If nothing else, war lends itself to great writing.
Ordinary soldiers in the First World War trenches turned to poetry in grappling with the extremes of human nature witnessed: hope and despair, honour and shame, life, death.
"The moans of men haunt the survivors," writes not Wilfred Owen, Siegfried Sassoon, or any of the other Great War poets, but rather 11-year old North Canterbury schoolgirl Janayha Johnstone.
"Soldiers young and old remain to fight for the test; the test of survival, the test of time, the test for humanity. Death by bullet, death by disease, these men died, died fighting for the future of you and I."
The Amberley School pupil's poem, Anzac won the annual Lions Club of Amberley District schools poetry competition.
Janayha read it to the large Anzac Day service that spilled outside the local rugby clubrooms today.
Club president Geoffrey Shier said the five poetry competition judges had all remarked on the "exceptionally high standard" of the record 226 entries from across six schools
As we have lost all of our First World War veterans - the last New Zealand-born veteran of the Great War, rifleman Bright Williams, died in Hastings in February 2003 - and our Second World War heroes are all at least in their 90s and their numbers dwindling, the focus of Anzac Day is shifting to the younger generation of servicemen and women, but also to children.
In the run-up to April 25, bookshops and libraries have been filled with war books aimed at young people such as Roly the Anzac Donkey and The Tale of the Anzac Tortoise.
Classroom walls are lined with Gallipoli art and poetry, while museums show interactive exhibitions.
At Christchurch's Dawn Service at Cranmer Square this morning, there was a striking number of children, woken early and rugged up in puffers to learn of their forefathers' sacrifice.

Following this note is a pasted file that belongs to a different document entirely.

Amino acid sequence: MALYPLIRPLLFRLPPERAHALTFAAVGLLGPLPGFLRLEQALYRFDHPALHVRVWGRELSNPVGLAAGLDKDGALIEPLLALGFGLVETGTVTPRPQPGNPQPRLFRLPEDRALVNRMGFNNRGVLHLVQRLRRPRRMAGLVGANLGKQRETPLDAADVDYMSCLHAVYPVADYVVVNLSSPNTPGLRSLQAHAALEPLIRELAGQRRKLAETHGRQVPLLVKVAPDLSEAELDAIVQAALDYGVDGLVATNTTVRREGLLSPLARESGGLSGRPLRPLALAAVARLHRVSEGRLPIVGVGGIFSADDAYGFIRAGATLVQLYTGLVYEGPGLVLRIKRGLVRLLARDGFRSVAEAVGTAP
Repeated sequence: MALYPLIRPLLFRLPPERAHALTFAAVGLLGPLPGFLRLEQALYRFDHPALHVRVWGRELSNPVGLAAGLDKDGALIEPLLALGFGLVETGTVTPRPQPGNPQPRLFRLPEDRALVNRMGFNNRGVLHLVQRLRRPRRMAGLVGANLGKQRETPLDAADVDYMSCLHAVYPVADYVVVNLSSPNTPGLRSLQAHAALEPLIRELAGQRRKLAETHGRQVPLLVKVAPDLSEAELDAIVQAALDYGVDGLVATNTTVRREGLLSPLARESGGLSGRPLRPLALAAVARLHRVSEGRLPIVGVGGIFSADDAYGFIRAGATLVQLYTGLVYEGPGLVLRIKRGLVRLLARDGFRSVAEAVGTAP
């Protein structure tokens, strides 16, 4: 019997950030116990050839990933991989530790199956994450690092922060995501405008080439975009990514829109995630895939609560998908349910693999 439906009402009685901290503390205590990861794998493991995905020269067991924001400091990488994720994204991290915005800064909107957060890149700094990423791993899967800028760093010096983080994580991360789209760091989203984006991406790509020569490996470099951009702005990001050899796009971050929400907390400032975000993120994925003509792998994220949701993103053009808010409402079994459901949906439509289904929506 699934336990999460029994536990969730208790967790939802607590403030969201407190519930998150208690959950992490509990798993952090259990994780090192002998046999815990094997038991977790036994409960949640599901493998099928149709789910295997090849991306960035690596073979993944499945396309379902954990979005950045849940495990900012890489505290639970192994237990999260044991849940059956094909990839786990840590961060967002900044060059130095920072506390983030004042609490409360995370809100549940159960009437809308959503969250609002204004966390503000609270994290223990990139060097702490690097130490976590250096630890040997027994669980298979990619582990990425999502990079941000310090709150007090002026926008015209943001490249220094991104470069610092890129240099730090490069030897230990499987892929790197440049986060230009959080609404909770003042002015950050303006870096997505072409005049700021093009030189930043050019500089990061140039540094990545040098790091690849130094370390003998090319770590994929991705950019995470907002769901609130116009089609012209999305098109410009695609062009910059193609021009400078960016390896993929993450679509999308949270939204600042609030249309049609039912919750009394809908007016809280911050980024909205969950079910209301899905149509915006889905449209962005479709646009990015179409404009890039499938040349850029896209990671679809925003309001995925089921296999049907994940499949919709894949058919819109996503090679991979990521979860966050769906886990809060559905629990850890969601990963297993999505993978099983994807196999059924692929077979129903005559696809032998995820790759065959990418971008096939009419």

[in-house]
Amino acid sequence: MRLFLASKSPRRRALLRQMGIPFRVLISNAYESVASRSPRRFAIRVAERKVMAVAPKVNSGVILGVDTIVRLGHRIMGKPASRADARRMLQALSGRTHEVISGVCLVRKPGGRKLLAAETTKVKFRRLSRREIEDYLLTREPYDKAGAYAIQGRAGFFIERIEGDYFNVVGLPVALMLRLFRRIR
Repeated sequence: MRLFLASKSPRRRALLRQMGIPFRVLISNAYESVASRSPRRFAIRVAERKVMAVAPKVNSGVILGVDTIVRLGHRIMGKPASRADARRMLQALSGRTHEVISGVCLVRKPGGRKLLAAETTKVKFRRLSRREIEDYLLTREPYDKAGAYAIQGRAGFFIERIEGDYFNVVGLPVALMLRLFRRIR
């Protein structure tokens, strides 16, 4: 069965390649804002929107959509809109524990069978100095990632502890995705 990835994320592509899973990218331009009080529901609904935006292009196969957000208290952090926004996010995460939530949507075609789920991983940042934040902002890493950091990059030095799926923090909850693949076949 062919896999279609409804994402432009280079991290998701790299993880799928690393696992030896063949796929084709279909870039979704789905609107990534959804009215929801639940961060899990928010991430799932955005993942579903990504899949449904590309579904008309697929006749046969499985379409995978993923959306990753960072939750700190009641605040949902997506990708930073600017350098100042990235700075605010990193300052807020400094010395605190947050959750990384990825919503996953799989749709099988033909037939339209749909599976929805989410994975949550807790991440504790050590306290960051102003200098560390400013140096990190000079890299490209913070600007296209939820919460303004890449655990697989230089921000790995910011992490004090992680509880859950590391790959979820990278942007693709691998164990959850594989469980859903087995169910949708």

"Mum. Mum! One of the army guys has a gun!" one of them shouts in the early gloom.
At Amberley Domain, again there were hordes of marching children: grandkids, young members of the Order of St John, Scouts, the local pipe band.
Even a local pre-school tottered down the hill under blue autumn skies to the packed rugby clubrooms.
Amateur actors from the area performed a play, entitled Their Name Liveth for Evermore, which told the story of two young Amberley men heading off to war in 1914.
Hundreds of young farmers and labourers signed up to the Canterbury Mounted Rifles at the outbreak of war.
After leaving their horses in Egypt, they slogged and fell at Gallipoli; spearheading some of the worst attacks before being evacuated from the deadly stalemate.
The ones who never came home are remembered by the little white crosses that school children laid in Amberley last week.
"This year, we nearly called off the cross laying because of the weather, but they wanted to do it come rain, hail or snow," said Amberley RSA President John Davis.
Overlooking the poignant memorial is Captain Charles Upham, who twice won the Victoria Cross for his World War II heroics.
At the end of 1945, Upham bought a farm north of Amberley at Conway Flat.
The statue outside the Hurunui District Council buildings ensures that Upham will never be forgotten.
But through passionate, personal and poignant services that appeal to its local community like the one today at Amberley, and through the words of young poets like Janayha, none of those young men will ever be lost to history.
And perhaps, just perhaps, our kids will never have to endure the horrors that those young men did a century ago.